Times were grim in New Orleans nine years ago, when a city still reeling from police shootings of civilians in the aftermath of Hurricane Katrina entered a civil rights consent decree aimed at bringing the police department up to constitutional muster.
So word that practices have improved enough for the end of court-ordered oversight to be within reach is welcome on multiple fronts.
Monitoring costs taxpayers $115,000 per month, money that Mayor LaToya Cantrell has long argued could be better spent on other needs. But even more encouraging than the potential cost savings are the benefits of better, safer, more modern policing to the city’s citizens.
At a public meeting last week, lead monitor Jonathan Aronie said his team plans to take a good hard look at the NOPD’s most historically troublesome areas, including bias, street stop practices, officer supervision, performance evaluations and community engagement. If they like what they find, the city could be considered in “substantial compliance” with the reform plan by summer.
“This is not in any way a guarantee,” Aronie said. “But we think this is possible. The actual timeline depends on the New Orleans Police Department.”
Since entering the legal agreement, Aronie and his deputy said, the department has made significant improvements in areas such as recruitment and training, and its peer intervention program has become a model for other departments.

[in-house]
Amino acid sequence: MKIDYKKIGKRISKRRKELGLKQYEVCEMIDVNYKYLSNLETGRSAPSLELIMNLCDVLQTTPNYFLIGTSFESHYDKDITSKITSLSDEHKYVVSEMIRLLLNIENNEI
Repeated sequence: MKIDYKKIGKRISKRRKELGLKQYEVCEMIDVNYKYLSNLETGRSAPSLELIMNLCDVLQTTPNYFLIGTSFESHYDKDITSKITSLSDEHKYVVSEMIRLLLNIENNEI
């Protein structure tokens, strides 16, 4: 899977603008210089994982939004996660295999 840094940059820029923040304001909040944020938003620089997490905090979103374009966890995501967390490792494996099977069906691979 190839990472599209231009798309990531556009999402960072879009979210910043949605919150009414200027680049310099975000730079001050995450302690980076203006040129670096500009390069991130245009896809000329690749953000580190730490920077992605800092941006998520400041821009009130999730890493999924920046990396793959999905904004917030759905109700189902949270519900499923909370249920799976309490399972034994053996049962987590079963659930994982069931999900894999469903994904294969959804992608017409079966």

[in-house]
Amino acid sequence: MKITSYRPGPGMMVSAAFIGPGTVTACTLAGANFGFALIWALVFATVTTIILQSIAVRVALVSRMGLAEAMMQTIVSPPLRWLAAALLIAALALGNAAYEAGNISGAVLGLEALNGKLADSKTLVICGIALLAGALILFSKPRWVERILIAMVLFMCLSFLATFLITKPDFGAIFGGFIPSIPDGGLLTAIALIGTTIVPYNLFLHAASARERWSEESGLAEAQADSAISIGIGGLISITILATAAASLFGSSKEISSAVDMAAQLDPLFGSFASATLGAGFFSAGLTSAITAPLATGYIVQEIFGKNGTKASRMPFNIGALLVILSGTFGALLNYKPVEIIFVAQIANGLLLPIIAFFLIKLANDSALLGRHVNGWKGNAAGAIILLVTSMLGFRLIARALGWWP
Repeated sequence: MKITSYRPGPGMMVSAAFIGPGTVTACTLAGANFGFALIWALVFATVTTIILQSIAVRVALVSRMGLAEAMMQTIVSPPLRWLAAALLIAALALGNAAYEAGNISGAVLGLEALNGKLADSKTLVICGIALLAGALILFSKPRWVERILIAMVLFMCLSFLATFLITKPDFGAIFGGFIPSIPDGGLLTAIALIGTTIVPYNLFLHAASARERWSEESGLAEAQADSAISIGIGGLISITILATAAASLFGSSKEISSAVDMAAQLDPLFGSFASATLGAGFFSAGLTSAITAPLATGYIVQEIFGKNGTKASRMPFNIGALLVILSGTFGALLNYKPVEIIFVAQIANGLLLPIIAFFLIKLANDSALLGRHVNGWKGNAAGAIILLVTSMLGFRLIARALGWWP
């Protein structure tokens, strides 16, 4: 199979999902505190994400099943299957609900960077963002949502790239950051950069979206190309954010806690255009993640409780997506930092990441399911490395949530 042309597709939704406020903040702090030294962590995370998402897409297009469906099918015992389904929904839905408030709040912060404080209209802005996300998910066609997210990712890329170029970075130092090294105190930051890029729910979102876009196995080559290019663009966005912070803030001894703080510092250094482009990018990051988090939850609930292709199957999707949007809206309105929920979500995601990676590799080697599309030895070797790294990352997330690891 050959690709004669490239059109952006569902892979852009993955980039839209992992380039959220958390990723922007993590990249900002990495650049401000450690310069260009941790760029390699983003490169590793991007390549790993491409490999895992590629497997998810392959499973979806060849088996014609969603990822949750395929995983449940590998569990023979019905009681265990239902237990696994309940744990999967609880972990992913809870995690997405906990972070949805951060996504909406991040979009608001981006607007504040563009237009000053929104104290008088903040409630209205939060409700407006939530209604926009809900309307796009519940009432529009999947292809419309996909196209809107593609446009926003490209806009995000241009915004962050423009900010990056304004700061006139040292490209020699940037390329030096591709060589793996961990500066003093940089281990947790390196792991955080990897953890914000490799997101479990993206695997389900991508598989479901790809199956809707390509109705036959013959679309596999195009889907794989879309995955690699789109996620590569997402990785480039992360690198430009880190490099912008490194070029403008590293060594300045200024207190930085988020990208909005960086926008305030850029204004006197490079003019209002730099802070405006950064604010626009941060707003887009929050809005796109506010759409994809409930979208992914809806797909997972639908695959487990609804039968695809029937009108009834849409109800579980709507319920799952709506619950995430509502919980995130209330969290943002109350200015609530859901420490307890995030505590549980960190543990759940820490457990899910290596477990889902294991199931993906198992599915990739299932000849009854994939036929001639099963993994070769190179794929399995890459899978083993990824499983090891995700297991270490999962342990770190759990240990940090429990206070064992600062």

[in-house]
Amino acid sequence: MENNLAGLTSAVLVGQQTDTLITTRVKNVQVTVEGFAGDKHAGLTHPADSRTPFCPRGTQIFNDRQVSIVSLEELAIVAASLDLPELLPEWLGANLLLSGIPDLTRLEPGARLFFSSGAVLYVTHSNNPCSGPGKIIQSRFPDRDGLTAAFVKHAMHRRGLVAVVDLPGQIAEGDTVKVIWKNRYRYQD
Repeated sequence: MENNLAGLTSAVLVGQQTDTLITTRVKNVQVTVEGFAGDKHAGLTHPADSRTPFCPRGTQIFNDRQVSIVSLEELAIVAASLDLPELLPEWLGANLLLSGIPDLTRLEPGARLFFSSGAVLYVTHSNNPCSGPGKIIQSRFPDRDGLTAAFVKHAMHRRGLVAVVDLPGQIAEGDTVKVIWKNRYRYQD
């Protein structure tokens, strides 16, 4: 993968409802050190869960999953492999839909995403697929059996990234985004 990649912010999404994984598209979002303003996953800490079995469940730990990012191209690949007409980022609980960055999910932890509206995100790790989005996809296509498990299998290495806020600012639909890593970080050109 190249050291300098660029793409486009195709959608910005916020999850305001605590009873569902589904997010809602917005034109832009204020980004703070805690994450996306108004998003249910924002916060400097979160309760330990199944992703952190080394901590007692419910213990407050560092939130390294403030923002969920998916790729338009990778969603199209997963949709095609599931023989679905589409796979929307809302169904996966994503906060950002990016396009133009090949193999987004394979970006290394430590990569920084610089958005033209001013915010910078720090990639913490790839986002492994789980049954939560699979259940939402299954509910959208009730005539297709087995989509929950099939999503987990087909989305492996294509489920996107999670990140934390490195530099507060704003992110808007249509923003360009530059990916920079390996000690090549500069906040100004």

More troublesome have been the task force units that Superintendent Shaun Ferguson disbanded in May after monitors called out a pattern of civil rights violations. And during the summer social justice demonstrations, the department was criticized after tactical officers fired tear gas on protesters on the approach to the Crescent City Connection — which, after an internal investigation, Ferguson attributed to departmental failures as well as provocation by a small group of protesters who tried to force their way onto the bridge.
A “substantial compliance” determination by U.S. District Judge Susie Morgan wouldn’t be the end of the saga just yet. Such a finding would trigger a two-year period of lighter and less expensive monitoring.
That would be an important step in the process, one that would hopefully ensure that the department won’t backslide once nobody from the outside is watching quite so closely.
The good news is that the NOPD has come far enough since the bad old days to make its best case. So says an official with the U.S. Department of Justice, anyway.
“Substantial compliance is achievable in the months ahead,” Jude Volek, a special counsel for the department’s civil rights division said last week. “We do believe that the two-year sustaining period is close. We’re on the precipice of getting there.”